I have finally arrived! I've been here for four days - and to say that my first day here was overwhelming would be an understatement. I'll write some more, shorter blogs soon. Right now, internet is a scarcity - actually, there are barely computers here and even many of the older children still do not even have an email address.
Tomorrow is the "official" opening of the orphanage - in fact, it has been going on for more than 20 years, but generous donations from a group called NOTDEC in the UK have raised funding to build the fancy new houses you see in the picture below. For the event, I was able to help write a speech to be read by the chairman. I thought I'd post it because it gives you the history of this orphanage, and Dorothy, the real hero behind the orphanage. In my following blogs, I'll tell you how our donations are being used, introduce you to some of the children - and tell you where the need still lies.
One child here is only a few weeks old. He was found left in a pile of garbage on Christmas Day. He has survived and seems to be doing well now. Each of the children here has their own story - I can't wait to share it with you.
This orphanage is the calling of Dorothy Nzirambi.
Dorothy took her first child in more than 20 years ago while she was still living in a grass-thatched house. She has always been a natural care-giver.
When she was 15, Dorothy, who dropped out of school because she could not afford school fees, was given the responsibility of caring for the two children of her elder siblings.
She raised four children on her own after her husband was killed in 1978 during the regime of Idi Amin. She took work at the Kagando hospital where she witnessed the death of many mothers in the labour room – this is a problem that continues and is the reason most of our children are with us today.
It was in 1984 that Dorothy had a vision to read the Book of James, Chapter One, Verse 27, which says: “Pure and lasting religion in the sight of God, our father, means that we must care for orphans and widows in their troubles and refuse to let the world corrupt us.”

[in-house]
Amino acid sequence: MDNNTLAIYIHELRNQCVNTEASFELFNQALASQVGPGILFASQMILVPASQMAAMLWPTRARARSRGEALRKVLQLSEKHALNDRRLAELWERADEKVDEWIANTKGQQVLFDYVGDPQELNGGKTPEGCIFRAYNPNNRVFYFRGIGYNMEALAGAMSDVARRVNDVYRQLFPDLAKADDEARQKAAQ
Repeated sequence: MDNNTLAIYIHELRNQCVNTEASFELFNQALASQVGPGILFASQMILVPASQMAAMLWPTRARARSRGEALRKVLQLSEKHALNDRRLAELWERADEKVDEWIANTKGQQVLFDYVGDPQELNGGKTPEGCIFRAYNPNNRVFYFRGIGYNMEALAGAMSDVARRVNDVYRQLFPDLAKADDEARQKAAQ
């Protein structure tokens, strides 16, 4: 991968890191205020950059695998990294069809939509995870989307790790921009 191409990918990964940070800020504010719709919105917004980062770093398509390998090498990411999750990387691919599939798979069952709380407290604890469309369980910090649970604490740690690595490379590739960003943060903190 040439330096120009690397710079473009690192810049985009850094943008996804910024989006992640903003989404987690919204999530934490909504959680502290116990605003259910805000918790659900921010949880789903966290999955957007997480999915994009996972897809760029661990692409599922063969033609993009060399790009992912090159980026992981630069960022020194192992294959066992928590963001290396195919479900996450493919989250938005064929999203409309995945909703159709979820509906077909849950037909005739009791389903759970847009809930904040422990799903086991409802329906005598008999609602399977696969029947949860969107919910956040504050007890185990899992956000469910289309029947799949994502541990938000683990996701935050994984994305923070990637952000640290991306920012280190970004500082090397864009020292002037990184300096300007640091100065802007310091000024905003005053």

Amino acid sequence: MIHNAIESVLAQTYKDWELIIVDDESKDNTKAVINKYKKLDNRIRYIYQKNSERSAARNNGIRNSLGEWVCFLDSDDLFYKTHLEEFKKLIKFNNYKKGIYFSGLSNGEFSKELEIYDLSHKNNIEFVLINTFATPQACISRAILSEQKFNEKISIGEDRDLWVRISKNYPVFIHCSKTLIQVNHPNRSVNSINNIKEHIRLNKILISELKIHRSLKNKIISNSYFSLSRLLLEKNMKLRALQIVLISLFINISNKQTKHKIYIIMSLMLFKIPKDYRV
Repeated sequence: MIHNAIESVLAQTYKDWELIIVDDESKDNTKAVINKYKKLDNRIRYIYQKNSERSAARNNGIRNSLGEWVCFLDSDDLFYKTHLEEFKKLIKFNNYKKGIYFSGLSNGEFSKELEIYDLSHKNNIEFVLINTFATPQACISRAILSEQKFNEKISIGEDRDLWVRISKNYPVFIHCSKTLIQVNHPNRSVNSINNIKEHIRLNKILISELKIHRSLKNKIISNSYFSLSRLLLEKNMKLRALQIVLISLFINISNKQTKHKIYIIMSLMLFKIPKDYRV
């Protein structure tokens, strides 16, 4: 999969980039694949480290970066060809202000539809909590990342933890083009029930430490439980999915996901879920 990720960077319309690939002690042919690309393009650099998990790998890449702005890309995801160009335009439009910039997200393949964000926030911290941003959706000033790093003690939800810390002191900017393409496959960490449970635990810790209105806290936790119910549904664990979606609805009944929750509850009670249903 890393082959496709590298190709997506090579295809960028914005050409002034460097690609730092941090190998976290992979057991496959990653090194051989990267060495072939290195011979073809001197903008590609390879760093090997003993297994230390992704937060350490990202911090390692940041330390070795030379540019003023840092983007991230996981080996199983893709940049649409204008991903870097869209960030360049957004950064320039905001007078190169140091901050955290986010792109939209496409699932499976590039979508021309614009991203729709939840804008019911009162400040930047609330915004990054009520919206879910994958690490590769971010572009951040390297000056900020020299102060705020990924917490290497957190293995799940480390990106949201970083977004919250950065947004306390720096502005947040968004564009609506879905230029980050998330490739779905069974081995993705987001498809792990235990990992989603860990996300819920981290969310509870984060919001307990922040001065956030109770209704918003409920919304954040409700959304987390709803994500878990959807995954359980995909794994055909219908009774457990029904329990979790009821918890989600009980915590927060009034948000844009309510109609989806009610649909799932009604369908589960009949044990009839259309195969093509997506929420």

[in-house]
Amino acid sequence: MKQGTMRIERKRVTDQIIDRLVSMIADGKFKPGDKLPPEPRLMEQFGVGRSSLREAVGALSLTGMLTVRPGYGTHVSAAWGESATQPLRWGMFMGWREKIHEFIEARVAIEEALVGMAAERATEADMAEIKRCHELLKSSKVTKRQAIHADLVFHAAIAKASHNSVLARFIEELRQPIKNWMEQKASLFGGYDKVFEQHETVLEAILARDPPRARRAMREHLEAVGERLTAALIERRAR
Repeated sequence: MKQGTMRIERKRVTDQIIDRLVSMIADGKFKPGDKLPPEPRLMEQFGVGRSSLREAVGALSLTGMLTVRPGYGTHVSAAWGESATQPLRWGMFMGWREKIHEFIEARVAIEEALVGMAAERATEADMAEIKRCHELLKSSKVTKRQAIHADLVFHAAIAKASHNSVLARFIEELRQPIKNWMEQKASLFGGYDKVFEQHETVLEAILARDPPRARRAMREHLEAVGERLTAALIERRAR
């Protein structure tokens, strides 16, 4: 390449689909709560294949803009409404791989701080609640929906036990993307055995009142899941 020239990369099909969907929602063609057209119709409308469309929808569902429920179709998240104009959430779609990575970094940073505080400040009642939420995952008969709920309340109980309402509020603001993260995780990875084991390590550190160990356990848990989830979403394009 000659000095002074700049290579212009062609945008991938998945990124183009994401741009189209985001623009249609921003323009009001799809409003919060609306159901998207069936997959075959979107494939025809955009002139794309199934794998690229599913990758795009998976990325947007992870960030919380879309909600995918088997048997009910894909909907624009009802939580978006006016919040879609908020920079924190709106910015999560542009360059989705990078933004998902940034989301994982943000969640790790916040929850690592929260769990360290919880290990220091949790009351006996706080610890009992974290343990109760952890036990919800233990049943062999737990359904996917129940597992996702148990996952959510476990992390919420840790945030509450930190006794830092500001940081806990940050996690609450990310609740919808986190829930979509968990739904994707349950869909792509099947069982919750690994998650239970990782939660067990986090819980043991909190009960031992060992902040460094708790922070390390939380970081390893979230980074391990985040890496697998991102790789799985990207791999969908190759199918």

The very next day, she visited the maternity ward at Kagando Hospital. She learned that two men had taken home a two day old baby after the mother had died. There were concerns, the child would die in their care. Outside, Dorothy found the two men and the baby, all of them crying. The men told her they wished the child had died.
Dorothy knew this was the message she was meant to receive. She took the child to her home and prayed t God: “Here is the child I have nothing to give. Bring mana from heaven as you fed the Israelites in the desert for this baby.” The baby was fed that night with a cup of breast milk collected from new mothers at the hospital.
Word spread that Dorothy was taking in children and this is the humble beginnings of the orphanage.
In 1989, Dorothy met Dr. Hodges, who eventually adopted one of the children, Rachel Hodges. By this time, Dorothy was caring for 15 children, still in the grass-thatched home. Then in 1996, she met a Swiss woman, Eleanore Wismer, who decided to finance a new house for the children. In 1998, Dorothy finally left the grass-thatched home and moved to a brick house in Kasinga. By this time, Dorothy’s sister, Milly, also began working with the orphanage.
A few years later, friends of Dr. Hodges, Janet and Antony Johnston visited the orphanage and were inspired to mobilize their church to raise funds. The Kasinga house was becoming too small and so it was decided that new homes were needed. It is because of the generosity of our partners in the UK that we were able to buy the land that you see here – 30 acres. With expertise in construction, John Leftley, and his wife, Carlee, came from the UK to help build the four houses.
St. Paul’s Church has also created a program so that all of the 70 children here has a sponsor who helps pay for education, day-to-day expenses and medicine.
These four houses were built over nine months. The plan is to have another four houses built here to accommodate the growing number of children. The remaining land we will use for growing food.